— The Roswell school shootings: Complete coverage
Two children were airlifted to a Lubbock hospital after today’s school shooting at Berrendo Middle School in Roswell. Police have a 12-year-old suspect in custody: Mason Campbell, a seventh-grader at the school.
Campbell, who smuggled a 20-gauge shotgun with the wood stock sawed off into the school, warned several students not to attend school today, State Police Chief Pete Kassetas said at a news conference Tuesday night.
An 11-year-old boy and a 13-year-old girl were both seriously injured in the shooting. Both were airlifted to UMC Health System in Lubbock, Texas, according to a hospital spokesperson. As of 12:45 p.m., the boy remained in critical condition. The girl’s condition was initially listed at critical, but it has been updated to satisfactory, according to the hospital.
Family members have confirmed that the girl who was shot is Kendal Sanders.
Albuquerque attorney Robert Gorence said he is representing the suspect. He said the boy’s family will be issuing a written statement Wednesday.
After a hearing today, Campbell was transferred to a psychiatric hospital in Albuquerque.
New Mexico State Police Chief Pete Kassetas said during a news conference this afternoon that the suspect walked into the school gymnasium with a shotgun hidden in a bag of some sort.
Police are serving three search warrants: for Campbell’s school locker, his Roswell-area home and the bag.
Kassetas also said officers were working with the District Attorney’s Office to determine what charges should be filed against Campbell.
He said State Police Lt. Gary Smith was dropping off his child just as the school principal was locking the front doors. After Campbell shot the boy and the girl, he pointed pointed the gun at social studies teacher John Masterson. Masterson talked Campbell into putting the gun down, and Smith took the boy into custody.
Superintendent Tom Burris said the school’s faculty members had participated in “active shooter” training, and they responded appropriately today.
“In the 10 seconds that transpired from the time of this thing starting until the teacher had control of the weapon, there was no cowardice,” Burris said. “There was protection for our kids. Everyone acted and did their duties today at Berrendo Middle School.”
Eva Gomez, Roswell Education Association president, identified eighth-grade social studies teacher John Masterson as the staff member who stopped Campbell and convinced him to put his gun down. Masterson also coaches track and soccer.
Masterson wouldn’t confirm that when contacted this afternoon, saying police had asked him not to comment on the shooting.
“It was a harrowing experience,” said Masterson, who has taught at Berrendo Middle School for 10 years. “All I can say was the staff there did a great job.”
Gov. Susana Martinez said a staff member received very minor injuries but declined medical care because he wanted to stay and help.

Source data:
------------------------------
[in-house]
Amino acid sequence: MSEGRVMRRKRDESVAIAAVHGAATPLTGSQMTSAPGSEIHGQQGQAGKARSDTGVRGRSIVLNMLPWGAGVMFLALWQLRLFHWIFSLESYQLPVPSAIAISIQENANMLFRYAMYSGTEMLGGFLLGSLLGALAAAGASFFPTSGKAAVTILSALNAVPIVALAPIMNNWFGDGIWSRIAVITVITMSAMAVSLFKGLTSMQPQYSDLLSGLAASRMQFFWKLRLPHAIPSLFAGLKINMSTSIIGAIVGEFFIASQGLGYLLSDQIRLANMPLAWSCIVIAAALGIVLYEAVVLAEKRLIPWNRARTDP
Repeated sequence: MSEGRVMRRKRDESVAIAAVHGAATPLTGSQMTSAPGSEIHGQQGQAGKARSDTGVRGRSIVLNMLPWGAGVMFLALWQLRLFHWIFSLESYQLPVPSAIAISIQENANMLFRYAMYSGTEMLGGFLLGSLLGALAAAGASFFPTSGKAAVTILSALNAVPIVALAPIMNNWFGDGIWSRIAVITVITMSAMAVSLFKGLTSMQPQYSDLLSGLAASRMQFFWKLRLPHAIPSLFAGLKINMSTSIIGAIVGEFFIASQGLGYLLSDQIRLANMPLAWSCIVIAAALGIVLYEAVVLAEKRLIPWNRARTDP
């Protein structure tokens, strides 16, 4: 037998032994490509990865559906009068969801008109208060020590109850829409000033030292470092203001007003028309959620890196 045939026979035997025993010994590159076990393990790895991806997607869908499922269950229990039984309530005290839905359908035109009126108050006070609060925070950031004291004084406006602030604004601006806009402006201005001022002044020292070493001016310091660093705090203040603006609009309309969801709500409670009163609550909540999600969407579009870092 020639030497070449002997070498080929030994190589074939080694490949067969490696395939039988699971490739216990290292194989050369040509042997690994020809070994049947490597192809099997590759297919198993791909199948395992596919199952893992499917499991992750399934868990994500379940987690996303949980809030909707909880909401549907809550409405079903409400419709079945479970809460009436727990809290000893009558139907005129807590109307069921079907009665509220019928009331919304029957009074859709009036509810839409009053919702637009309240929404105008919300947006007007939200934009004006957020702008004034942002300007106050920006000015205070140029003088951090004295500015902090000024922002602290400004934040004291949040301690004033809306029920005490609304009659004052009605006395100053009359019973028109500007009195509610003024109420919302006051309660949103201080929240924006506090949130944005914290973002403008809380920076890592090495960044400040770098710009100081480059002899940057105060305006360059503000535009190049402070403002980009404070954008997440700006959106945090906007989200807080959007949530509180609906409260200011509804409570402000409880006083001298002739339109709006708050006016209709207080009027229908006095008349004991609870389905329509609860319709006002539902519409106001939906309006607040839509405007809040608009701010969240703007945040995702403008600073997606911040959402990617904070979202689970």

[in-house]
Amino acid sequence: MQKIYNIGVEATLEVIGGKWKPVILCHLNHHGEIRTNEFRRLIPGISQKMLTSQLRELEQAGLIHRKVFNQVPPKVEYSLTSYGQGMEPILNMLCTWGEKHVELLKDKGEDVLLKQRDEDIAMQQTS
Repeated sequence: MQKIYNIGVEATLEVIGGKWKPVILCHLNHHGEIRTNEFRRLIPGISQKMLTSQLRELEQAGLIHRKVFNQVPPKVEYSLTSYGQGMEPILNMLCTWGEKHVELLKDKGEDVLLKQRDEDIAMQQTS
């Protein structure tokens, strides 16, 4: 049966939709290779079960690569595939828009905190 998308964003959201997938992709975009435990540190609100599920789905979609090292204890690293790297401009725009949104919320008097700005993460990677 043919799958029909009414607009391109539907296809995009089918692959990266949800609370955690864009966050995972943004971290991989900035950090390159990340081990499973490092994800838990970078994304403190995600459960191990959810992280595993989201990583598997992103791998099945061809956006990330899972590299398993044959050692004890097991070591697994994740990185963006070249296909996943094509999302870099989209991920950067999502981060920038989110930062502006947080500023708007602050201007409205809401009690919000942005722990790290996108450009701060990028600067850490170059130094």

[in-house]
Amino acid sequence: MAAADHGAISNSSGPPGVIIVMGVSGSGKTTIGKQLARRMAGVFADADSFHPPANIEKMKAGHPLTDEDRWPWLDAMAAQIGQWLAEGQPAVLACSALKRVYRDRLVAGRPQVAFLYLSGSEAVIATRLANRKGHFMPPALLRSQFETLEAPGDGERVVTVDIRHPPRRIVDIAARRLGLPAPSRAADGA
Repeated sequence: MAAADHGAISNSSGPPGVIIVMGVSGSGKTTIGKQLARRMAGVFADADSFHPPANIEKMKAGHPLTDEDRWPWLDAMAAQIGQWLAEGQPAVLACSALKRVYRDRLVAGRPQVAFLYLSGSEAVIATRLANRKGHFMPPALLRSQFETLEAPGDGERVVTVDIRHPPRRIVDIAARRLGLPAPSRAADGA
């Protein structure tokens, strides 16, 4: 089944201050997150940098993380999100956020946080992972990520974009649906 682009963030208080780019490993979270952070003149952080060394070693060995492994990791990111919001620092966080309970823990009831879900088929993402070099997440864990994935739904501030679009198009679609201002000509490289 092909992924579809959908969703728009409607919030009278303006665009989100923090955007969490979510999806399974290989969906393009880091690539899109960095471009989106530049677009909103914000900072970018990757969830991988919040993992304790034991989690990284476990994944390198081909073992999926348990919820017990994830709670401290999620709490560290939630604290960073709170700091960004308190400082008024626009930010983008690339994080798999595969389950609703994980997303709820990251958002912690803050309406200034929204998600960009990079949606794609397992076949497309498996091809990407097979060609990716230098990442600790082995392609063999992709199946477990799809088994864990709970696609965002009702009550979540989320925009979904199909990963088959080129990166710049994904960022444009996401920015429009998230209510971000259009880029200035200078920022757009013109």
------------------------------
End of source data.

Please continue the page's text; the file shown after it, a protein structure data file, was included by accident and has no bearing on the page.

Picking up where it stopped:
Gabriel Portillo, a seventh-grade student at Berrendo, said he saw a male student carrying a gun. He said that student shot a boy in the face near his eye.
Another student who witnessed the shooting said a male student shot the boy twice in the face and shot the girl in the arm.
Eighth-grader Odiee Carranza said she was walking to the school gym when a boy bumped into her as he rushed past. She told him to be careful, and he apologized and continued on. He ran to the gym, where he pulled a gun out of a band instrument case and fired at the students.
“Then he shot up in the sky, then dropped the gun, and then some teacher grabbed the kid that had the gun,” Carranza said.
Another student, Gabbie Vasquez, said she knew the suspect, but didn’t consider him violent. “He really didn’t talk to nobody. He’s quiet and kind of awkward,” Vasquez said.
Brooke Linthicum, spokeswoman for the Eastern New Mexico Medical Center, said two students were treated there and later transported. She could not provide any more details about their arrival at the hospital.
In a Facebook post this morning, Roswell police asked parents not to go to the school because it was locked down. Parents instead were able to pick up their students at a mall parking lot nearby.
Fawna Hendricks, whose son is a seventh-grader at Berrendo, said she heard about the shooting on the radio.
“Basically I jumped outta bed, threw on clothes, panicked,” Hendricks said.
Hendricks arrived at the school after it was locked down. She was sent to the parking lot of the Roswell Mall, where hundreds of parents had gathered.
Hendricks said her son’s teacher allowed him to call her. “He’s scared. Most of the kids up there are pretty scared,” she said.
Lorena Beltran heard about the shooting when her daughter, who attends the school, texted her. She said her daughter said that a male student had been shot in the face.
Sixth-grade student Anyssa Vegara said she was talking to a security guard when she heard the shot.
“I turned around, and all I saw was someone on the floor with their arm bleeding,” Vegara said.
She said the security guard ran to assist the injured student, and school officials ordered all the students to their classrooms.
Eventually, she was able to text her mother, Monica Vegara.
“From the time hearing about it, until the time she texted, it was a nightmare,” Vegara said.
William Vegara, Anyssa’s father, said it was nerve-wracking. “You never know if it was your kid or not.”
School will be back in session Thursday, according to the Roswell Independent School District superintendent.
A prayer vigil was scheduled tonight at the Roswell Convention Center.
“Please don’t forget this community is a strong community, They will pull together,” Martinez said.
Material from The Associated Press was used in this report.
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